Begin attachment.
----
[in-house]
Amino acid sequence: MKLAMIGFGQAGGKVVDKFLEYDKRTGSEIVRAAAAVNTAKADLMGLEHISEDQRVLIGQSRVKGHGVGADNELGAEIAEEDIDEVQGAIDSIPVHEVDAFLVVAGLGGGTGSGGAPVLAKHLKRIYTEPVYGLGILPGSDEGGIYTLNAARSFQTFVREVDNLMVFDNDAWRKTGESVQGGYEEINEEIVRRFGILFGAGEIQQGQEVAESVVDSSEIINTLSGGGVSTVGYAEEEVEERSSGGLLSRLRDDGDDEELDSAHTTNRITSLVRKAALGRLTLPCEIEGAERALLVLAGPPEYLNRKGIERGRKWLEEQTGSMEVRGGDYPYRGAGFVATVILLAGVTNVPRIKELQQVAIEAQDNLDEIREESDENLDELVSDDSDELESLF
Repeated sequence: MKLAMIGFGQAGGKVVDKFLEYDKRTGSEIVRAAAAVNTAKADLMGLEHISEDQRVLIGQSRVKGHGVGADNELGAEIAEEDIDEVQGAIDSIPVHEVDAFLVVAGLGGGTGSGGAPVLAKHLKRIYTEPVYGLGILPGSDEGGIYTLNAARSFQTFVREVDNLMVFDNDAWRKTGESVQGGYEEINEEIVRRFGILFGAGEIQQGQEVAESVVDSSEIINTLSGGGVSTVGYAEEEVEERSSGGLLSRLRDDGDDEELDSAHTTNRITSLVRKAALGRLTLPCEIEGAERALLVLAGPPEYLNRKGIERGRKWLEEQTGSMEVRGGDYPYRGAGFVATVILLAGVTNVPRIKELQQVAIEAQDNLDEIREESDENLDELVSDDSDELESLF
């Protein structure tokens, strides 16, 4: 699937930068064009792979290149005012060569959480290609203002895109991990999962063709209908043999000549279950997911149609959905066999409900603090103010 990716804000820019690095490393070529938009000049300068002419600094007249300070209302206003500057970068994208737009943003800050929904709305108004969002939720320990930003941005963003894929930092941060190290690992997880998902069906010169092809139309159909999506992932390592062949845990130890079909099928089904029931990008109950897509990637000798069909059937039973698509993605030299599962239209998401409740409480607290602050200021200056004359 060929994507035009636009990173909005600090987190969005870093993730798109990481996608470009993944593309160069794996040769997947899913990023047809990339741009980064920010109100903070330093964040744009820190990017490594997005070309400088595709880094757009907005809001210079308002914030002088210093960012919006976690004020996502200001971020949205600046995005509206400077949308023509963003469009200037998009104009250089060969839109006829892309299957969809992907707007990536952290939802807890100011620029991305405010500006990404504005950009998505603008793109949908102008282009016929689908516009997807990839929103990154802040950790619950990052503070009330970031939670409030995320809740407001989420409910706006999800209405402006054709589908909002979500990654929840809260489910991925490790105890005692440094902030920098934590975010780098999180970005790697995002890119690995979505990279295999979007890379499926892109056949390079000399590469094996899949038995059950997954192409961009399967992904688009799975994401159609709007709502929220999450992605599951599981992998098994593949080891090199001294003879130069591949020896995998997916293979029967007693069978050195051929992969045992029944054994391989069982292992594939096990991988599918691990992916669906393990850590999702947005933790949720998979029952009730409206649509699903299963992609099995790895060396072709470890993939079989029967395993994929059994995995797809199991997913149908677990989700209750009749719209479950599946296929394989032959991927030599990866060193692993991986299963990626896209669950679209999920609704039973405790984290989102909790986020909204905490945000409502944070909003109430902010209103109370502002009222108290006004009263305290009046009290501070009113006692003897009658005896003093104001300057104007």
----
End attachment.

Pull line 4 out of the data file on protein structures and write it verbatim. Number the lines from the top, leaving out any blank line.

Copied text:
């Protein structure tokens, strides 16, 4: 699937930068064009792979290149005012060569959480290609203002895109991990999962063709209908043999000549279950997911149609959905066999409900603090103010 990716804000820019690095490393070529938009000049300068002419600094007249300070209302206003500057970068994208737009943003800050929904709305108004969002939720320990930003941005963003894929930092941060190290690992997880998902069906010169092809139309159909999506992932390592062949845990130890079909099928089904029931990008109950897509990637000798069909059937039973698509993605030299599962239209998401409740409480607290602050200021200056004359 060929994507035009636009990173909005600090987190969005870093993730798109990481996608470009993944593309160069794996040769997947899913990023047809990339741009980064920010109100903070330093964040744009820190990017490594997005070309400088595709880094757009907005809001210079308002914030002088210093960012919006976690004020996502200001971020949205600046995005509206400077949308023509963003469009200037998009104009250089060969839109006829892309299957969809992907707007990536952290939802807890100011620029991305405010500006990404504005950009998505603008793109949908102008282009016929689908516009997807990839929103990154802040950790619950990052503070009330970031939670409030995320809740407001989420409910706006999800209405402006054709589908909002979500990654929840809260489910991925490790105890005692440094902030920098934590975010780098999180970005790697995002890119690995979505990279295999979007890379499926892109056949390079000399590469094996899949038995059950997954192409961009399967992904688009799975994401159609709007709502929220999450992605599951599981992998098994593949080891090199001294003879130069591949020896995998997916293979029967007693069978050195051929992969045992029944054994391989069982292992594939096990991988599918691990992916669906393990850590999702947005933790949720998979029952009730409206649509699903299963992609099995790895060396072709470890993939079989029967395993994929059994995995797809199991997913149908677990989700209750009749719209479950599946296929394989032959991927030599990866060193692993991986299963990626896209669950679209999920609704039973405790984290989102909790986020909204905490945000409502944070909003109430902010209103109370502002009222108290006004009263305290009046009290501070009113006692003897009658005896003093104001300057104007």